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  1. Free, publicly-accessible full text available August 1, 2024
  2. Photon upconversion in systems incorporating inorganic quantum dots (QDs) is of great interest for applications in solar energy conversion, bioimaging, and photodynamic therapy. Achieving high up-conversion efficiency requires not only high-quality inorganic nanoparticles, but also precise control of their surface functional groups. Gas-phase surface functionalization provides a new pathway towards controlling the surface of small inorganic nanoparticles. In this contribution, we utilize a one-step low-temperature plasma technique for the synthesis and in-flight partial functionalization of silicon QDs with alkyl chains. The partially functionalized surface is then modified further with 9-vinylanthracene via thermal hydrosilylation resulting in the grafting of 9-ethylanthracene (9EA) groups. We have found that the minimum alkyl ligand density necessary for quantum dot solubility also gives the maximum upconversion quantum yield, reaching 17% for silicon QDs with Si-dodecyl chains and an average of 3 9EA molecules per particle. 
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  4. Abstract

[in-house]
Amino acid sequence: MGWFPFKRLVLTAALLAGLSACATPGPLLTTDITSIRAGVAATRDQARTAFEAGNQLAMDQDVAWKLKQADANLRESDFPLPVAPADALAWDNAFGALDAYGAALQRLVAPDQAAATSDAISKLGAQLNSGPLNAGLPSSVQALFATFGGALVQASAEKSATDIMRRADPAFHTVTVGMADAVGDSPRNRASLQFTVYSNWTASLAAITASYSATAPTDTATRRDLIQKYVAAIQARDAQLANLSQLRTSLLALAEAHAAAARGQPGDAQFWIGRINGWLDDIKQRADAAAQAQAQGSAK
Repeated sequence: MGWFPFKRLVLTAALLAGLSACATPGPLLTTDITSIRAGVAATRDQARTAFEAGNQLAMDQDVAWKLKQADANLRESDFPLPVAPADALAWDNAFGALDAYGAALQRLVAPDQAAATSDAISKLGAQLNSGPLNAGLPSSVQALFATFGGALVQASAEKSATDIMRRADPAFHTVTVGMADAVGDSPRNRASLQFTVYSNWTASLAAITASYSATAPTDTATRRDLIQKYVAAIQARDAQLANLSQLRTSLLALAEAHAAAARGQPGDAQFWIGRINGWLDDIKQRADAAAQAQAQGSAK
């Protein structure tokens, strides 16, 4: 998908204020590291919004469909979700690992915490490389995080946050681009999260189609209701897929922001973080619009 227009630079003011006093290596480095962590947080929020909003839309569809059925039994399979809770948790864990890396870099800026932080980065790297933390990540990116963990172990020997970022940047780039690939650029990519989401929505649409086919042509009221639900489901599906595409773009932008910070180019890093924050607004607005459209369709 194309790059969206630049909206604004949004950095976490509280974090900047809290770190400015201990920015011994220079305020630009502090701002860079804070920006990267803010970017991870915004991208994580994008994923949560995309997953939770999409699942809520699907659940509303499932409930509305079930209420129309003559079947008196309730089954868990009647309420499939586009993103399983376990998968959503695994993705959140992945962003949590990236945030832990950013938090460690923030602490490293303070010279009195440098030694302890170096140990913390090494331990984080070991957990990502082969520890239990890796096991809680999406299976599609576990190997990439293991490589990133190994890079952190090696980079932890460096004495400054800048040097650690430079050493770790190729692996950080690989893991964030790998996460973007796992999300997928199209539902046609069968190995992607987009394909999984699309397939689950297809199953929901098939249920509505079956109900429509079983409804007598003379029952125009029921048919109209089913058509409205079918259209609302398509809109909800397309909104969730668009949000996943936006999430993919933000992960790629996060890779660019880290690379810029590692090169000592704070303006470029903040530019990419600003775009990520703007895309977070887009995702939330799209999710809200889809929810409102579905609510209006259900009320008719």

Photon upconversion may have the highest impact in biological applications because incoming photons transparent to tissue can be combined to make visible light useful for photodynamic therapy and imaging. The ability to use semiconductor nanocrystals as light absorbers for photon upconversion is important because their strong absorption profiles are synthetically tunable. In particular, the use of earth‐abundant, environmentally benign silicon quantum dots (QDs) as light absorbers for photon upconversion is very attractive. In this work, the authors demonstrate a general strategy employing both physical and chemical barriers to achieve air‐stable fusion of triplet excitons photosensitized by silicon QDs, crucial to practical applications of photon upconversion. Gel permeation chromatography (GPC) and dynamic light scattering (DLS) show that thermal hydrosilylation critical for colloidal stability and efficient triplet energy transfer creates a polymeric barrier to oxygen. This kinetic barrier to oxygen arises from the presence of cross‐linked surfactants and is complemented by the sacrificial oxidation of silicon QDs itself. Photon upconversion lasted longer than 4 days with quantum yields (QYs) as high as 7.5% (out of a maximum of 50%) using Si QD light absorbers with diphenylanthracene in methyl oleate. Oil‐in‐water micelles are air‐stable for 2 days with absolute upconversion QYs of 5.5%.

     
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